Lawyers for Elon Musk and Twitter on Wednesday outlined arguments they could make during the trial to force or not force entrepreneurs to buy into the social network, including the recently disclosed pitcher alert.
Representatives for Mr Musk are trying to convince the judge in charge of the case, Kathaleen McCormick, to force Twitter to share more data about its users to verify that the social network is not lying on fake accounts that exist among its subscribers .
But the billionaire only wants them to arrange them his own way, and most importantly, should demand them before agreeing to buy the company, countered Bradley Wilson, the platform’s lawyer.
The two sides held a meeting to discuss information shared ahead of the trial scheduled for October.
Musk’s team asked for broader access to the methods and data Twitter uses to calculate the proportion of fake accounts and spam, which the platform estimates is less than 5 percent, compared with a much higher percentage of entrepreneurs.
But the request was not “relevant,” Twitter’s lawyers countered, because the platform has been using the number as an “estimate” in official filings.
The latest news came in February, “before Mr. Musk reached out to Twitter to discuss a potential acquisition.”
Wilson noted that even if Twitter granted all of Musk’s requests, it would represent “billions of data points.” This may violate platform rules and even certain laws regarding the protection of private data.
– “Because of the bonus” –
He acknowledged that the platform may share limited data related to 9,000 accounts and a quarter with Mr Musk — not the public. But Mr Musk’s team may mainly want to be able to “count themselves and see if they can come up with a different number”.
However, Musk’s team isn’t alone in trying to clarify the issue: The Securities and Markets Administration (SEC) also asked Twitter to provide him with his details in mid-June, according to a filing made public on Wednesday. Ways to identify fake accounts and other spam.
Mr Musk’s lawyer, Alex Spiro, also accused the platform of publicly emphasizing what it calls “monetizable” daily active user numbers in its financial results, rather than showing its activity stagnating or even declining. other standards.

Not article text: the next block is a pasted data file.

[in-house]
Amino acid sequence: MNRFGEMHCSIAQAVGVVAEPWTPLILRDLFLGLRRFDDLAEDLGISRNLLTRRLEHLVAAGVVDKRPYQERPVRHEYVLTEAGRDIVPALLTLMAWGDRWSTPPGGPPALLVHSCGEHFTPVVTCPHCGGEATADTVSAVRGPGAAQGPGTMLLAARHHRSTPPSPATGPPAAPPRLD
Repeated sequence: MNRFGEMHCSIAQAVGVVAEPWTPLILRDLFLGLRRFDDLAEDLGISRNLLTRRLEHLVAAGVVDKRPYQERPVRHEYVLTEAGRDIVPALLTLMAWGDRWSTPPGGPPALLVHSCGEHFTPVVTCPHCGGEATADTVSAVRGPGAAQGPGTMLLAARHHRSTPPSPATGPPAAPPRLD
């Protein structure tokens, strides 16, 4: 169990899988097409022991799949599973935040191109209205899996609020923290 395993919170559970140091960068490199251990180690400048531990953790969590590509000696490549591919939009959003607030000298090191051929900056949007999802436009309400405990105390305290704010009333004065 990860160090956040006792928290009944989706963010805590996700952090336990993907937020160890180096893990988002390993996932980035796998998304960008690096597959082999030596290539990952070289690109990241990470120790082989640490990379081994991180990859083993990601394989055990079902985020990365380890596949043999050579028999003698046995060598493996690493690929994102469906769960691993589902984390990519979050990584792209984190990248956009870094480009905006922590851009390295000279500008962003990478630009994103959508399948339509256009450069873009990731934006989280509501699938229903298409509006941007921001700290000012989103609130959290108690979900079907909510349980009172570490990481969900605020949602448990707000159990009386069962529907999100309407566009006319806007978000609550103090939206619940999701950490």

But Twitter has consistently said in its financial results that it considers other criteria to assess its performance, even if the group doesn’t necessarily detail those criteria, the social network’s lawyer responded.
“They have a financial incentive to defraud” investors, Mr Spiro insisted, before referring to a complaint from a whistleblower, the platform’s former security chief, who sent it to US authorities in early July and sent it to US authorities in early July. Public on Tuesday.
“As (Peiter) Zatko said, because of shareholder groups and bonuses, management doesn’t want to properly measure the prevalence of bots (accounts managed by software rather than humans, editor’s note),” he pushes.
His team asked for the whistleblower to testify, but Twitter, which fired him in January, refused, arguing it was “irrelevant,” expressing regret to the lawyer.
On the other hand, the Senate committee deemed it important to hear from the former hacker, also known as “Mudge,” who was subpoenaed for a hearing on Sept. 13.
The whistleblower’s allegations were also raised at Twitter’s management meeting with employees on Wednesday, with company bosses expressing regret over Zatko’s “misleading views,” according to US media reports.
The judge did not say when she would make a decision.